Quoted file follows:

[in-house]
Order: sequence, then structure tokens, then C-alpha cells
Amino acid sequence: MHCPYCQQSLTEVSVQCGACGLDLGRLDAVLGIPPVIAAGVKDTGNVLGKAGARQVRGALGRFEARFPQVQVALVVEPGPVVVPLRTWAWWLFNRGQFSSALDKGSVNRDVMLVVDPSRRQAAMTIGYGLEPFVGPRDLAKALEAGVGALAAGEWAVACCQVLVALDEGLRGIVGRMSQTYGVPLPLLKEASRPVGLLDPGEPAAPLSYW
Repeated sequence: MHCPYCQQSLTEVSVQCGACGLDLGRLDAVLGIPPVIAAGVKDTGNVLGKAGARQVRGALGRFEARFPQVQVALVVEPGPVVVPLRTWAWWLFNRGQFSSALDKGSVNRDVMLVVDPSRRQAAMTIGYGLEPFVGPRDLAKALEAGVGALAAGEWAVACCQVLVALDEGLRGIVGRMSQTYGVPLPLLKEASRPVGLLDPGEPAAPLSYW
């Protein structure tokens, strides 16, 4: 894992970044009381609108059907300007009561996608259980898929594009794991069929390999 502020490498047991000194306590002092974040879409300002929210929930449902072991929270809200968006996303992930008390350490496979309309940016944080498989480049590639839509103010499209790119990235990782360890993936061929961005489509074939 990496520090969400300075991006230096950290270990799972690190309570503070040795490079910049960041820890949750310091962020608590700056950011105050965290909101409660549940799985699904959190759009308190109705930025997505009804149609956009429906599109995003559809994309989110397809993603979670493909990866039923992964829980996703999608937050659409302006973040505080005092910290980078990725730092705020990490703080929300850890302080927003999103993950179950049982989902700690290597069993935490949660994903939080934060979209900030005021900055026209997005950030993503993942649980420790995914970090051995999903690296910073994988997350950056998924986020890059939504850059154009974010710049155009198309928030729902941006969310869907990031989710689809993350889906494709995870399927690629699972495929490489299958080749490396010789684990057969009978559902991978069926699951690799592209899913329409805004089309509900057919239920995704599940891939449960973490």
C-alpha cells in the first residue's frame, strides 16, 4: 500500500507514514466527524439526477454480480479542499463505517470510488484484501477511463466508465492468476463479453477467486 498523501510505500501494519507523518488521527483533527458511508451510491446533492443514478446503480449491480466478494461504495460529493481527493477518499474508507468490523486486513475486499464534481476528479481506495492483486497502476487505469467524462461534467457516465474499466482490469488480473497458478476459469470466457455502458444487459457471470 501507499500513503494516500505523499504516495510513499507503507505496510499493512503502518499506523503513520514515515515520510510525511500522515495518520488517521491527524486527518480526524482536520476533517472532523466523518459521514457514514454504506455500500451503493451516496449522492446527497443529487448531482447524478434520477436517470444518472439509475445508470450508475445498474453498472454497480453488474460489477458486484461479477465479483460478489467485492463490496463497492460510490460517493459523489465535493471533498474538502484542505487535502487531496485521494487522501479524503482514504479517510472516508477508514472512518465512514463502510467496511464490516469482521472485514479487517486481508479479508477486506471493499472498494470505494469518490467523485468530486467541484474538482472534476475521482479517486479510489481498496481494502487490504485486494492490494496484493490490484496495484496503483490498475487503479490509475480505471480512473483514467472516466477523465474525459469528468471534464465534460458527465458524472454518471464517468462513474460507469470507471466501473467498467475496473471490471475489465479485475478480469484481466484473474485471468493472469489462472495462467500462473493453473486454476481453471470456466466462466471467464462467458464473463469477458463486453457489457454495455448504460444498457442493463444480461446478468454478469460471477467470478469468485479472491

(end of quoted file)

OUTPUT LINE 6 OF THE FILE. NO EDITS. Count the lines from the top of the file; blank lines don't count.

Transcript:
C-alpha cells in the first residue's frame, strides 16, 4: 500500500507514514466527524439526477454480480479542499463505517470510488484484501477511463466508465492468476463479453477467486 498523501510505500501494519507523518488521527483533527458511508451510491446533492443514478446503480449491480466478494461504495460529493481527493477518499474508507468490523486486513475486499464534481476528479481506495492483486497502476487505469467524462461534467457516465474499466482490469488480473497458478476459469470466457455502458444487459457471470 501507499500513503494516500505523499504516495510513499507503507505496510499493512503502518499506523503513520514515515515520510510525511500522515495518520488517521491527524486527518480526524482536520476533517472532523466523518459521514457514514454504506455500500451503493451516496449522492446527497443529487448531482447524478434520477436517470444518472439509475445508470450508475445498474453498472454497480453488474460489477458486484461479477465479483460478489467485492463490496463497492460510490460517493459523489465535493471533498474538502484542505487535502487531496485521494487522501479524503482514504479517510472516508477508514472512518465512514463502510467496511464490516469482521472485514479487517486481508479479508477486506471493499472498494470505494469518490467523485468530486467541484474538482472534476475521482479517486479510489481498496481494502487490504485486494492490494496484493490490484496495484496503483490498475487503479490509475480505471480512473483514467472516466477523465474525459469528468471534464465534460458527465458524472454518471464517468462513474460507469470507471466501473467498467475496473471490471475489465479485475478480469484481466484473474485471468493472469489462472495462467500462473493453473486454476481453471470456466466462466471467464462467458464473463469477458463486453457489457454495455448504460444498457442493463444480461446478468454478469460471477467470478469468485479472491